, Hadas Kotek 2014
This dissertation motivates a new syntax and semantics for simplex and multiple wh-questions, concentrating on English and German data. The proposed theory combines Cable’s (2007; 2010) Q-based syntax for wh-movement and pied-piping with a new and simple semantics that combines ingredients familiar from the literature in a novel way. I model the pair-list reading of the question as denoting a family of questions (Roberts, 1996; Hagstrom, 1998; Krifka, 2001; Büring, 2003; Fox, 2012; Nicolae, 2013, a.o.), and derive the pair-list and single-pair readings of the question from minimally different LFs. This theory naturally fits with existing analyses of the presuppositions of questions and with Beck’s (2006) theory of focus intervention effects.
The proposed syntax-semantics leads to a new descriptive generalization for focus intervention effects. I present novel data that the previously assumed strict correlation between intervention and superiority in English (Pesetsky, 2000) is incorrect. Instead, intervention occurs whenever the relation between a wh-word and its associated Q-particle is disrupted at LF. This happens in superiority-violating questions, inside overt and covert pied-piping constituents, and in superiority-obeying questions whenever covert wh-movement is restricted to a position below an intervener. Furthermore, intervention can be avoided in superiority-violating questions if the in-situ wh is given wide scope above an intervener through non-interrogative movement.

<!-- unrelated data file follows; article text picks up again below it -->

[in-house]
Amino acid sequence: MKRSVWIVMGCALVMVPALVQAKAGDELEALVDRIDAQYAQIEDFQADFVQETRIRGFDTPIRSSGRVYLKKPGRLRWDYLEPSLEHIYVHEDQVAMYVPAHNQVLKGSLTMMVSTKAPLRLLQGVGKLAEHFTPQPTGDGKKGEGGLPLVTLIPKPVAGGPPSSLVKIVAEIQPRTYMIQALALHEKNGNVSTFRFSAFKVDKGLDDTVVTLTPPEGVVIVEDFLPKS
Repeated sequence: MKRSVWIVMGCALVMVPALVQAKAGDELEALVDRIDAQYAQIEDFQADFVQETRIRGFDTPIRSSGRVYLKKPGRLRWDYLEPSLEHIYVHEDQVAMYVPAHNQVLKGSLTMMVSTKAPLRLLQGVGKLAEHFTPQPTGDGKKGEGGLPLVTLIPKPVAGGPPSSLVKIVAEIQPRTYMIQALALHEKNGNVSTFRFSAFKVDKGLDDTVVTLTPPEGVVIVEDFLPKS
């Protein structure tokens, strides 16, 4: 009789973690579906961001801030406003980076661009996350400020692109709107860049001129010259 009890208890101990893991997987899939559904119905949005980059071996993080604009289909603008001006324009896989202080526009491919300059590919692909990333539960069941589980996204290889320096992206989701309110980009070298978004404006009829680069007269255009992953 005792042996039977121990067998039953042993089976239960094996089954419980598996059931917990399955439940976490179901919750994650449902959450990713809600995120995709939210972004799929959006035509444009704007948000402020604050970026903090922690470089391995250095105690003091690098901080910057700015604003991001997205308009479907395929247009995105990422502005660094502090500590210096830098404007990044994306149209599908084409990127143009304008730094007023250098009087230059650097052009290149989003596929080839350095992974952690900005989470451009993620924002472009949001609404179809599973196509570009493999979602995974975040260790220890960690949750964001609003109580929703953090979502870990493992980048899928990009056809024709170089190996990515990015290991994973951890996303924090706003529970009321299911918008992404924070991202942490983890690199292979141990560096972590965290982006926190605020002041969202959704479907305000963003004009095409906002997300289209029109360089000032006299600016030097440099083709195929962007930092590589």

Finally, I present arguments from offline judgments as well as from online sentence processing that in-situ wh-phrases in English superiority-obeying questions undergo covert movement, but in-situ wh-phrases in superiority-violating questions are truly in-situ at LF. I furthermore argue that the covert movement step of the in-situ wh should be modeled as covert scrambling instead of the unbounded movement to the interrogative complementizer that is traditionally assumed. Movement targets the first position where a wh is interpretable, and is only extended in extraordinary cases, for example in order to avoid a structure that would be an intervention effect, or in order to allow for ellipsis resolution. This makes the behavior of English parallel to that of German. I argue that this is advantageous for the acquisition of questions and intervention, and helps to account for our understanding of the cross-linguistic typology of multiple questions.